Remember back when the City of Portland opened up its data to developers? Sure you do. But you know what? All the accessible data in the world isn’t of much use unless someone is doing something with it. And that’s why the City is interested in getting people to come up with ideas for using the data—to improve the city and our way of life.
Enter CivicApps. A contest sponsored by the City of Portland designed to help stimulate and motivate the development community to mix and match all the awesome datasets—more than 100 different types—available from the City.
CivicApps.org is a groundbreaking “first” in its attempts to facilitate civic engagement by relating ideas, apps, and datasets into an ongoing conversation between government and the community. In fact, other governments in the U.S. and Canada have taken notice and are inquiring about adopting this same Drupal framework for their open initiatives. The gist of the effort is for government to build and maintain a data platform and push innovation to the citizens to solve and share solutions to some of their most pressing issues/problems.
The contest (Ideas Challenge and Apps Challenge) is an annual event designed to reinvigorate this ongoing conversation or discussion between regional government and the community. Governments need to know what citizens care about, and what datasets they need to provide for citizens to develop interesting solutions. Citizens need to share their energy, insights, ideas, and ultimately their code. This can only happen through active participation on the site in the form of submissions, comments, and voting for submissions.
Now is the time for ideas. Ideas that provide new ways of looking at the data. Mashups that reveal new things about Portland. Applications that make use of the massive repository of data in new and interesting ways.
What sort of data, you ask? Well as it turns out, there are about 101 datasets at your disposal. And here they are A-Z.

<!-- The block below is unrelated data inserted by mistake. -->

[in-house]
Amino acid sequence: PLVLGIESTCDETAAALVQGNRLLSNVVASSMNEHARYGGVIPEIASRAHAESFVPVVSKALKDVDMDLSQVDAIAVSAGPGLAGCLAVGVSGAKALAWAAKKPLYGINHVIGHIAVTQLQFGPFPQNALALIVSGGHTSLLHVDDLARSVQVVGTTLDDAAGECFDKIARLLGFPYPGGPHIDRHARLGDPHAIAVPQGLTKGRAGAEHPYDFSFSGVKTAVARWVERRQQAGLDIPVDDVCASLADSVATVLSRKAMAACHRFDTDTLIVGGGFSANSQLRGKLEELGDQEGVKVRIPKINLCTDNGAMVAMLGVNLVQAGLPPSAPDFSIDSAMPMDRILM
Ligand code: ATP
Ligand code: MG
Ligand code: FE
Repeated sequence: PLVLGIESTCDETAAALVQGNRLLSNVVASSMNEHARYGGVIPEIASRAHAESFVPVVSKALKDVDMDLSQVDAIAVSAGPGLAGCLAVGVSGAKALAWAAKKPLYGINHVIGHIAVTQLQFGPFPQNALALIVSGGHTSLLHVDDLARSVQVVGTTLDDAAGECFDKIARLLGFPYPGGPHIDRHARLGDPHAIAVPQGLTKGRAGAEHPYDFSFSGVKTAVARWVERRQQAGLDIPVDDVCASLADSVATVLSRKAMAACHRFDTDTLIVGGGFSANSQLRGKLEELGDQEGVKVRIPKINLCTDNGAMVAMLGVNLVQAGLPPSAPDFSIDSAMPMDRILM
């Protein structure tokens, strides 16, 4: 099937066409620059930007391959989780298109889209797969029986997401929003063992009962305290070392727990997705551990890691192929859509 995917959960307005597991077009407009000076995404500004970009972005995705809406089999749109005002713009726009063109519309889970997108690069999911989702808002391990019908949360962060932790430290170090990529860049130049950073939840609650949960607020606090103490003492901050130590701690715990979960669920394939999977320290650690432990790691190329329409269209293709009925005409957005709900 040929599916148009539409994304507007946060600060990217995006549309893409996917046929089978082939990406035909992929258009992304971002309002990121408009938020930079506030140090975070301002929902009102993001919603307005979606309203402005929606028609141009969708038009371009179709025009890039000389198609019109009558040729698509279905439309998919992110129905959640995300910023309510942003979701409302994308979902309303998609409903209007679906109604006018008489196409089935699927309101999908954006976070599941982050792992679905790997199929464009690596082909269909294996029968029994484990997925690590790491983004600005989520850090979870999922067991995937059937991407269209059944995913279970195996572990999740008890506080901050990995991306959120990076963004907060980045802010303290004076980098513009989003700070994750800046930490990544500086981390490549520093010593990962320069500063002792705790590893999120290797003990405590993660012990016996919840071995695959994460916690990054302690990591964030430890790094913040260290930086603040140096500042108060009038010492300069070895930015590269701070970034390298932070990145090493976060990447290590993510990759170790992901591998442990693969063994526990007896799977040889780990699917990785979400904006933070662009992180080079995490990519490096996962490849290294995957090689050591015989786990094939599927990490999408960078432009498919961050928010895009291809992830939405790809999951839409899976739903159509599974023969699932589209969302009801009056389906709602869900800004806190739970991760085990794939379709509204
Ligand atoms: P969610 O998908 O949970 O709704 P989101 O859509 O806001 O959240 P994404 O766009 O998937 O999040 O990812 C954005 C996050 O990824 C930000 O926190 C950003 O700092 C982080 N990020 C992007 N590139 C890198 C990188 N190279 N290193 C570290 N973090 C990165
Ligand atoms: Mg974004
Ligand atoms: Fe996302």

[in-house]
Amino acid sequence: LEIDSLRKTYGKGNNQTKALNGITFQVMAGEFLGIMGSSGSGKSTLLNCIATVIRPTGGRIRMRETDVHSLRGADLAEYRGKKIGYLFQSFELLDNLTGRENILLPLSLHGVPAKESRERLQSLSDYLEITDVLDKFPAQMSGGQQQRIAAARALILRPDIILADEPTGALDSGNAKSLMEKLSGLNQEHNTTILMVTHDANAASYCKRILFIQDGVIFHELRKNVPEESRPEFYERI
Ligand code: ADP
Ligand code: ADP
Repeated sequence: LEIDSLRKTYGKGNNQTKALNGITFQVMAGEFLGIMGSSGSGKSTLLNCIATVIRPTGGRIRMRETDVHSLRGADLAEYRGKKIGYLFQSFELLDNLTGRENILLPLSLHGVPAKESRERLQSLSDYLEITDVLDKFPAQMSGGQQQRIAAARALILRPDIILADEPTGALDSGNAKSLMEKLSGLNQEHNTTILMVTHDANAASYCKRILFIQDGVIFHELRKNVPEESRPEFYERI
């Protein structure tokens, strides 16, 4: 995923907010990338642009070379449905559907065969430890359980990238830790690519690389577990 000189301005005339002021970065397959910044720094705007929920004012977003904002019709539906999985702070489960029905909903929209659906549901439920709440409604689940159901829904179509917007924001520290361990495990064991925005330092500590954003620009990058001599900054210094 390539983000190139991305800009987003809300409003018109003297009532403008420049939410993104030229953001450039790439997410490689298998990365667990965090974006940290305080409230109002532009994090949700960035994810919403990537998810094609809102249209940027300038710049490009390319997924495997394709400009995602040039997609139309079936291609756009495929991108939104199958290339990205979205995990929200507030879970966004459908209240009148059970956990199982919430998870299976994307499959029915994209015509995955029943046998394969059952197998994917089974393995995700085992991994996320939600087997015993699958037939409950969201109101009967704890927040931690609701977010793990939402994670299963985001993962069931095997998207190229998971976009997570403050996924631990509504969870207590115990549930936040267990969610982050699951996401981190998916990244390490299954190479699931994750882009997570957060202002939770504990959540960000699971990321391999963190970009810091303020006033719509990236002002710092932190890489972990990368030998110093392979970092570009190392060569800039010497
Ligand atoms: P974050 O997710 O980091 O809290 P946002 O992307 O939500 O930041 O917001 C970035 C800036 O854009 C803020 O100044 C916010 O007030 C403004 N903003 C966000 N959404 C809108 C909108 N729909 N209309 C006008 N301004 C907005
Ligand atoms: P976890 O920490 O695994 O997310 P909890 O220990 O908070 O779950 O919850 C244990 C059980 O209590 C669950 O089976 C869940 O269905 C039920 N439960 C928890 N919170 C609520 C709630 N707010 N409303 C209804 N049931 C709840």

- 911 Dispatch Incidents (KML)
- 911 Dispatch Incidents (geoRSS)
- 9-1-1 Joint Tracking Incident System
- Address Points (region)
- Address Points
- Aerial Photographs (2005)
- Before and After School Care Programs
- Bicycle Network
- Bicycle Parking
- Building Permits
- Business Association Boundaries
- Business Licenses
- Capital Improvement Projects
- City Boundaries
- City Boundaries (region)
- City Halls (region)
- County Boundaries
- County Boundaries (region)
- Crime Incidents
- Curb Ramps
- Development Opportunity Areas
- Elevation Map
- Enterprise and E-Commerce Zones
- Fire Stations (region)
- Freight Districts
- Freight Facilities
- Garbage Hauler Boundaries
- Ground Slope
- Groundwater Maps
- Heritage Trees
- Hillshade (region)
- Home Buyer Opportunity Areas
- Hospitals (region)
- ITS Cameras (Intelligent Transportation System)
- ITS Signs (Intelligent Transportation System)
- Leaf Pickup
- Libraries (region)
- Light Rail
- Light Rail Stops
- Liquor License Applications
- Local Improvement Districts
- Metro Council Districts
- Neighborhood Associations
- Neighborhood Associations (region)
- Parking Meters
- Parks – City of Portland
- Parks Desired Future Conditions
- Parks Easements
- Parks (region)
- Parks Taxlots
- Parks Trails
- Parks Vegetation Survey
- Pavement (maintained, not maintained)
- Pavement Moratorium Streets
- Pedestrian Districts
- Portland City Council Agenda
- Portland Streetcar Routes & Arrivals
- School Report Card and AYP Data
- Schools (region)
- Signage & Lighting Improvement Program
- Snow & Ice Routes
- Streets (region)
- Street Centerlines
- Streets – Jobs (permit jobs – line)
- Streets – Jobs (permit jobs – points)
- Streets – Jobs (permit jobs – polygon)
- Streets – Jobs (contract jobs – points)
- Streets – Jobs (contract jobs – line)
- Streets – Local Improvement District
- Street Sweeping Routes
- Storefront Improvement Areas
- Traffic Calming Devices
- Traffic Signals
- Transit District (poly)
- Transit Stations
- Transportation System Plan Classifications
- Transportation System Plan District Boundaries
- Transportation System Plan Intermodal Facilities